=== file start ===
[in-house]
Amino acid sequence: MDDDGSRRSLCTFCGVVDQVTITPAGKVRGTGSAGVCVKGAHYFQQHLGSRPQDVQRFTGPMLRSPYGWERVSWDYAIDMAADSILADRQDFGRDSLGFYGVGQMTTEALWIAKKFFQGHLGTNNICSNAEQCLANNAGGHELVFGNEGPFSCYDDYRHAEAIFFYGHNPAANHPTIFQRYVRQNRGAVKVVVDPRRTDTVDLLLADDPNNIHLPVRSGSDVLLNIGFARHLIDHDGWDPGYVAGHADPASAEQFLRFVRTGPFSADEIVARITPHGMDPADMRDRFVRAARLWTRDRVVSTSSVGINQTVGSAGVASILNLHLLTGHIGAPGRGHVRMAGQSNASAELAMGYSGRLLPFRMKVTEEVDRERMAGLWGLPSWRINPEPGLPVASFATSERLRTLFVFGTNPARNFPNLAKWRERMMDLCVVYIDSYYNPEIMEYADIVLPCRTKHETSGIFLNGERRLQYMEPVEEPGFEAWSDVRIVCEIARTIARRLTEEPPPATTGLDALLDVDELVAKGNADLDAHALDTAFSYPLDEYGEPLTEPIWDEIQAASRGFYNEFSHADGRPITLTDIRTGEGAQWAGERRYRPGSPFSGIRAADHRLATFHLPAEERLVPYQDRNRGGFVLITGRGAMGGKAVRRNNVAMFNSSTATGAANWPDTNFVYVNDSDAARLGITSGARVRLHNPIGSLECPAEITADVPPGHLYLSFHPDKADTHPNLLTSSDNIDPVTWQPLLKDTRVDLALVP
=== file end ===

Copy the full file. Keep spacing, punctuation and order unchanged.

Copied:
[in-house]
Amino acid sequence: MDDDGSRRSLCTFCGVVDQVTITPAGKVRGTGSAGVCVKGAHYFQQHLGSRPQDVQRFTGPMLRSPYGWERVSWDYAIDMAADSILADRQDFGRDSLGFYGVGQMTTEALWIAKKFFQGHLGTNNICSNAEQCLANNAGGHELVFGNEGPFSCYDDYRHAEAIFFYGHNPAANHPTIFQRYVRQNRGAVKVVVDPRRTDTVDLLLADDPNNIHLPVRSGSDVLLNIGFARHLIDHDGWDPGYVAGHADPASAEQFLRFVRTGPFSADEIVARITPHGMDPADMRDRFVRAARLWTRDRVVSTSSVGINQTVGSAGVASILNLHLLTGHIGAPGRGHVRMAGQSNASAELAMGYSGRLLPFRMKVTEEVDRERMAGLWGLPSWRINPEPGLPVASFATSERLRTLFVFGTNPARNFPNLAKWRERMMDLCVVYIDSYYNPEIMEYADIVLPCRTKHETSGIFLNGERRLQYMEPVEEPGFEAWSDVRIVCEIARTIARRLTEEPPPATTGLDALLDVDELVAKGNADLDAHALDTAFSYPLDEYGEPLTEPIWDEIQAASRGFYNEFSHADGRPITLTDIRTGEGAQWAGERRYRPGSPFSGIRAADHRLATFHLPAEERLVPYQDRNRGGFVLITGRGAMGGKAVRRNNVAMFNSSTATGAANWPDTNFVYVNDSDAARLGITSGARVRLHNPIGSLECPAEITADVPPGHLYLSFHPDKADTHPNLLTSSDNIDPVTWQPLLKDTRVDLALVP